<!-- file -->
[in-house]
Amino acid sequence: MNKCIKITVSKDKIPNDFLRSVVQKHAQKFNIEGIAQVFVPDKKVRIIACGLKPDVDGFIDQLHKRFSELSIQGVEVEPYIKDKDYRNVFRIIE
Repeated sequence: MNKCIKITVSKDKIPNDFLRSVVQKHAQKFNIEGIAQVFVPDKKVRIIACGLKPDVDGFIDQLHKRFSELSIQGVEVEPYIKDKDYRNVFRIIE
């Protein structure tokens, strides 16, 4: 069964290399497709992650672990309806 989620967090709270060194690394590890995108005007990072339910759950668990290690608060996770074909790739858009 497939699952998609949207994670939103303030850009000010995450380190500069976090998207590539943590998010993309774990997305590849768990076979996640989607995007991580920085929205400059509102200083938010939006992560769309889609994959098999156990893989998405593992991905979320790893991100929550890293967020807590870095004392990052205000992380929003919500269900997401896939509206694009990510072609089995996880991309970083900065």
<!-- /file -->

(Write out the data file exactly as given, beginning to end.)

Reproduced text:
[in-house]
Amino acid sequence: MNKCIKITVSKDKIPNDFLRSVVQKHAQKFNIEGIAQVFVPDKKVRIIACGLKPDVDGFIDQLHKRFSELSIQGVEVEPYIKDKDYRNVFRIIE
Repeated sequence: MNKCIKITVSKDKIPNDFLRSVVQKHAQKFNIEGIAQVFVPDKKVRIIACGLKPDVDGFIDQLHKRFSELSIQGVEVEPYIKDKDYRNVFRIIE
């Protein structure tokens, strides 16, 4: 069964290399497709992650672990309806 989620967090709270060194690394590890995108005007990072339910759950668990290690608060996770074909790739858009 497939699952998609949207994670939103303030850009000010995450380190500069976090998207590539943590998010993309774990997305590849768990076979996640989607995007991580920085929205400059509102200083938010939006992560769309889609994959098999156990893989998405593992991905979320790893991100929550890293967020807590870095004392990052205000992380929003919500269900997401896939509206694009990510072609089995996880991309970083900065």